Neutropenia

Overview

Neutropenia is the medical term for a decrease in the number of circulating white blood cells called neutrophils.

What are neutrophils?

There are three groups of cells that circulate around in the blood stream. These are red cells (often referred to as haemoglobin), platelets (small cells that help in the blood clotting system) and white cells. Neutrophils are a particular type of white cell. Neutrophilis are a very important part of the immune system and play an important role in protecting the body against bacterial infections.

What is the normal number of neutrophils?

The number of neutrophils that circulate in the blood stream varies a bit according to age however the usual range of normal neutrophil numbers is 1.5 – 8.0 X 10^9/l (1.5 million – 8 million neutrophils per milliliter) of blood.

What does low neutrophils mean?

Neutrophils are particularly important in fighting bacterial infections. Bacteria cause a lot of different types of infections (e.g. some ear infections, skin and wound infections) but sometimes these can be serious (e.g. blood infections). Bacterial infections are treated with antibiotics (compared to viral infections e.g. flu like illnesses, the common cold which do not need treatment with antibiotics). Because you have low neutrophils, you may be more susceptible to bacterial infections.

Why do I have low neutrophils?

There are a number of reasons why people have low neutrophils. Some people are born with low neutrophils, other people develop conditions that cause low neutrophils – these include immune problems, exposure to some drugs and some viral infections (such as flu like illnesses). There are a number of other rare causes of neutropenia.

What tests are needed to find out why I have got neutropenia?

The types of blood tests required to determine the cause of the neutropenia will depend on how long you have had the low neutrophils. Sometimes only one or two blood tests are required;other times many blood tests and even a bone marrow test may be required.

What do I need to do about the neutropenia?

The major problem with neutropenia is the risk of developing a (serious) bacterial infection. Sometimes it is difficult to find out if you have a bacterial infection (which needs treatment with antibiotics) or a viral infection (which does not need treatment with antibiotics).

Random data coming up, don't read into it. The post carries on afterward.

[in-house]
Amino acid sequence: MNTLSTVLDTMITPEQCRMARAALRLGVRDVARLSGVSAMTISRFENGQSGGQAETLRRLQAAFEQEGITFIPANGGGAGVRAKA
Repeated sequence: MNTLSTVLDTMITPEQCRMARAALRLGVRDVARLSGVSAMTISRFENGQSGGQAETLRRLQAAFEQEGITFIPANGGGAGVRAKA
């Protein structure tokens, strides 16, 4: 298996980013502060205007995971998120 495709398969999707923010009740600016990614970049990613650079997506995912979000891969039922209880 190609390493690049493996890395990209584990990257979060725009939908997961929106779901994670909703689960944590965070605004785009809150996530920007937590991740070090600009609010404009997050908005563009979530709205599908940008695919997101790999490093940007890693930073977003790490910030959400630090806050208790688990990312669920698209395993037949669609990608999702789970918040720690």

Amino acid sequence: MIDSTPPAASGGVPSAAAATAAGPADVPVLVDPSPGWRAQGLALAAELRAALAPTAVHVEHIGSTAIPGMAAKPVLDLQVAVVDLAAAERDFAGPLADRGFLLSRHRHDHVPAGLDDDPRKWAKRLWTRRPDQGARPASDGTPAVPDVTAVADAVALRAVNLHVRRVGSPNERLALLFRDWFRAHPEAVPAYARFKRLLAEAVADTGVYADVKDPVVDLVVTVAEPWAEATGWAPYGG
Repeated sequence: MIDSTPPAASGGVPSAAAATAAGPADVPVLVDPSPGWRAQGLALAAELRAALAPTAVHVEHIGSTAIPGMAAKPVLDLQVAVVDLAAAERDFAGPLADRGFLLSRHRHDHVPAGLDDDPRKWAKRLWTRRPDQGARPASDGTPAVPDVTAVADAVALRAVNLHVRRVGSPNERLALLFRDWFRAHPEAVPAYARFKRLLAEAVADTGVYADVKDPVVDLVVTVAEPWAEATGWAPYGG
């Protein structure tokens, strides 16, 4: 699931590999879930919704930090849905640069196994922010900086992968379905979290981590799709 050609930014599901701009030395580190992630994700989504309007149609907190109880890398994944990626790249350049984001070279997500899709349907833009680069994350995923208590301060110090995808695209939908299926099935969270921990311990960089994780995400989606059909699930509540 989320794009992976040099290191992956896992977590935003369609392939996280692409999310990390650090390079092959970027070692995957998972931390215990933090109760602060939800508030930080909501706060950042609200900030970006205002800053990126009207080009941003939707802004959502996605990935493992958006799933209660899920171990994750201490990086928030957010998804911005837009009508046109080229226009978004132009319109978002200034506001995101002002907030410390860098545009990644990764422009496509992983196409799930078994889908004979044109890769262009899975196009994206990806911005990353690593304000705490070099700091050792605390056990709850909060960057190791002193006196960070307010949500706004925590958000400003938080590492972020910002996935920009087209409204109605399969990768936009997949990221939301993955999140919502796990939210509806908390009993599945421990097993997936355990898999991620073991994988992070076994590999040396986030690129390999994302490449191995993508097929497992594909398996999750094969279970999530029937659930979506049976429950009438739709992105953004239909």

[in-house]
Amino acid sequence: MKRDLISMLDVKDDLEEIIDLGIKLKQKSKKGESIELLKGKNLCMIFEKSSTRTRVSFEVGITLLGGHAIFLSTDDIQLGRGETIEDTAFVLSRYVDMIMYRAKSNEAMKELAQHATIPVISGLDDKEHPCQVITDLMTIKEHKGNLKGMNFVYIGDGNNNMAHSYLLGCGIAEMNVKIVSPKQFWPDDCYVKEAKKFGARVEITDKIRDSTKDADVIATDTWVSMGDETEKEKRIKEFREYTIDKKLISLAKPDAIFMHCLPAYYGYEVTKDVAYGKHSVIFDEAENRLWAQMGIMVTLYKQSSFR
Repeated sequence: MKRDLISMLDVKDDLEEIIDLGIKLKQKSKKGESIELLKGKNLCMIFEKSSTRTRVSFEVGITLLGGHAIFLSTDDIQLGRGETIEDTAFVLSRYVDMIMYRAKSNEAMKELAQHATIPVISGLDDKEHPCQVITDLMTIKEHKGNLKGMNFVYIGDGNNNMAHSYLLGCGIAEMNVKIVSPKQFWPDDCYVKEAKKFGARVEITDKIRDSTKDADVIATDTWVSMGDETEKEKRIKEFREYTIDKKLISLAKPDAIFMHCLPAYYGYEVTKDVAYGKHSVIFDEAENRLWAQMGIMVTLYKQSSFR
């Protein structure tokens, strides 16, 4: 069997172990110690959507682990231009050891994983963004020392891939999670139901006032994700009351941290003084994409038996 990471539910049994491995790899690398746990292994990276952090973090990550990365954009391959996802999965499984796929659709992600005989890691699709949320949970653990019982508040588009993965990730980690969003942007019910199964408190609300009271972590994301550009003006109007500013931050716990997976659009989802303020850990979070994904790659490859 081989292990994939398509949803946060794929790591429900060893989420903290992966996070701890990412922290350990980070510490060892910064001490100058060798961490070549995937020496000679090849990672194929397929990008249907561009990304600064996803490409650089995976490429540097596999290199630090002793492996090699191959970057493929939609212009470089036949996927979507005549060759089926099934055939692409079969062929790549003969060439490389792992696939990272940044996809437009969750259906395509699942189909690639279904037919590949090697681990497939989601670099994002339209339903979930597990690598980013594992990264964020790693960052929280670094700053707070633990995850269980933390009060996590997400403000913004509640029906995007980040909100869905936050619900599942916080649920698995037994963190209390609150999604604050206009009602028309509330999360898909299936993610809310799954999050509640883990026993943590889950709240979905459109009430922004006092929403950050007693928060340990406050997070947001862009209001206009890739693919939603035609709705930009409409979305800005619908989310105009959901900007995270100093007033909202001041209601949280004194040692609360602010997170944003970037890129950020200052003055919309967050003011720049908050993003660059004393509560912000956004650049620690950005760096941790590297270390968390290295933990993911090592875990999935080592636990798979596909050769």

If you develop a high fever (usually above 38.5 degrees) you should really be seen by your local doctor for an examination and blood test.

Do I need to stay away from other people with infections?

Most infections that people pass on to each other are viral infections (e.g. the common cold). Most serious bacterial infections are not easily transferred from one person to the next. Generally you do not need to isolate yourself from other people.

How long will I have neutropenia?

This will depend on the cause of the neutropenia. Although some causes of neutropenia will not get better, most causes of neutropenia get better over a couple of months or sometimes years. Other causes of neutropenia take many years to get better.


Resources used to produce this information sheet.

  1. James RM. Kinsey SE. The investigation and management of chronic neutropenia in children. Archives of Disease in Childhood. 91(10):852-8, 2006 Oct.

FURTHER QUESTIONS?


The information presented in this fact sheet is intended as a general guide only. Patients should seek further advice and information about Neutropenia and or their individual condition from their treating haematologist or doctor.

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Melbourne Haematology is a group of clinical and laboratory trained specialist haematologists based in Melbourne dedicated to provide comprehensive management of patients with haematological disorders

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